Understanding the Varying Strengths of Trademarks

As a business owner, you likely know the importance of having your brand, logo, product names, and other things properly trademarked. What many people don’t realize, however, is that not all trademarks are the same. There are different levels of trademarks, which are stronger or weaker when it comes to being challenged in court. The following are the different types of trademarks, starting with the weakest and going to the strongest.

Generic Marks

Generic trademarks are those that the public already associates with a product or service. A company could not enforce a trademark on the word “phone” for example, because people already associate that term with all types of devices that can be used to take or make calls. Interestingly, some trademarked names have become so commonly associated with their category of product that they have gone from forceful or arbitrary to generic over time. An example of this is Aspirin, which today is associated with pain relievers in general, which can make it hard to enforce in some areas.

Descriptive Marks

Descriptive marks are terms that describe a quality or function of a product that it is being used for. It is often difficult to get a trademark in place of this type, and when you have one, it will be harder to enforce, especially in a broad way. For example, the popular ice cream shop Coldstone Creamery has their name trademarked, but they would not be able to enforce the trademark on another company saying that their ice cream is made at a creamery.

Suggestive Marks

A suggestive trademark suggests the nature of a service or a product, without describing it directly. Netflix, for example, combines two terms (net for Internet and flix for movies) in a way that is clearly associated with the streaming of video through the internet. Even when Netflix was just starting out, it was easy for them to get people to associate their brand with he product they were selling.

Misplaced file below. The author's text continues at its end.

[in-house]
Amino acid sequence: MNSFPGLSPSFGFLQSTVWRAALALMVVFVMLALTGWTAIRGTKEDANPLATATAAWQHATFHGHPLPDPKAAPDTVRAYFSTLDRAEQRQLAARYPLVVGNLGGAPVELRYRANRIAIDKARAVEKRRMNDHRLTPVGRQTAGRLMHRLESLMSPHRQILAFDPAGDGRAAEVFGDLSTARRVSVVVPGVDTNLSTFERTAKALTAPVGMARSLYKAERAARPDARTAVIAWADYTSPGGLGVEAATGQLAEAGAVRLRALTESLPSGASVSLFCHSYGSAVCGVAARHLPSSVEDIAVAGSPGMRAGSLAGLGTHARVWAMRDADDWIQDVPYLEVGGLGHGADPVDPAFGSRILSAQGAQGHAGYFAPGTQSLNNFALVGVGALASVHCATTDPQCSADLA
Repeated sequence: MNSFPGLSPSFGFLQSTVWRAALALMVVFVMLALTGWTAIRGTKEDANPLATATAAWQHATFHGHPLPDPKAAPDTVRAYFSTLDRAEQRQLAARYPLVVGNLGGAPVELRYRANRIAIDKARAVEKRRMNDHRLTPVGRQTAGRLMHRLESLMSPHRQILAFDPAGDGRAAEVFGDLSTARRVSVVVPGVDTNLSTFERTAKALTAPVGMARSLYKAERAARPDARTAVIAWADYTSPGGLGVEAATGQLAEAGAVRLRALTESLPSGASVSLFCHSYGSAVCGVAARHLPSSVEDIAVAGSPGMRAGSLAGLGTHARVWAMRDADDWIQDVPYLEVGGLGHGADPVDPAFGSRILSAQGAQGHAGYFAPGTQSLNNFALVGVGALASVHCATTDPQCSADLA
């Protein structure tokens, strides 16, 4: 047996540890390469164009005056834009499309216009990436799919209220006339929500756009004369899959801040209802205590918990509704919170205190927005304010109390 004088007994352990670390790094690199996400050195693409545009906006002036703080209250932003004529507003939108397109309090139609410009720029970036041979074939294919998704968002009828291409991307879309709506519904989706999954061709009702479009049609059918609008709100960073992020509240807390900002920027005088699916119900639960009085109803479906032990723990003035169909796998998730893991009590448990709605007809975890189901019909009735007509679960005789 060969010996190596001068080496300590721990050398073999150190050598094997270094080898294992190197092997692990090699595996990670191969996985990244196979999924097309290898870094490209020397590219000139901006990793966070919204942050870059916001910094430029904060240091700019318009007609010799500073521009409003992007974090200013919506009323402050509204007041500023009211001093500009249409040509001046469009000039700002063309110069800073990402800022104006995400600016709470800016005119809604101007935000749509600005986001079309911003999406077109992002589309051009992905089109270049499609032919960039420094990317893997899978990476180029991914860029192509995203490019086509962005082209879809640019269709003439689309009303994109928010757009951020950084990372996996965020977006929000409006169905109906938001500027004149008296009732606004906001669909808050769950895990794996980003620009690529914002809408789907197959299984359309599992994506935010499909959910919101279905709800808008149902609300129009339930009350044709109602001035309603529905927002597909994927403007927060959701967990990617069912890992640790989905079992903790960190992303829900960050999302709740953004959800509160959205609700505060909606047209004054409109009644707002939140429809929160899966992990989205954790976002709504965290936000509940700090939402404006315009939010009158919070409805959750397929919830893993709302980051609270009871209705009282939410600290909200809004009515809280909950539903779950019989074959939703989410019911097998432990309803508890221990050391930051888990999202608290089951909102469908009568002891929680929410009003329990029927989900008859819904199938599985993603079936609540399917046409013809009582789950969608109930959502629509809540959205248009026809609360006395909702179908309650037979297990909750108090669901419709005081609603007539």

Arbitrary Marks

An arbitrary mark is one that uses a word that is commonly used and known throughout a language, but is also directly associated with a brand when used in context. Apple is a prime example of this. Everyone knows that an apple is a fruit, but everyone also knows that when discussing electronics, Apple is the name of a company. If someone is selling an Apple pie, the company would not be able to enforce their trademark. If someone tried to associate the word Apple with an electronic device or something related, they could easily prevent them from doing so thanks to this type of trademark.

Forceful Marks

A forceful trademark, which is also sometimes called a coined trademark, is the strongest because it is very distinctive. These are often business names that did not, prior to the business’s existence, have any significant meaning in the culture. A prime example of this can be seen with ROLEX watches. When someone hears the word ROLEX, they almost universally associate it with fine watches. This means if another company tried to use that name for their products, the ROLEX company would almost certainly be able to stop them under trademark law.

Get the Trademark Help You Need

Whether you are looking to trademark a term, or you need to enforce an existing trademark, you will need experienced legal help. Contact Aftermarket to discuss your situation and let us help you through this important process.

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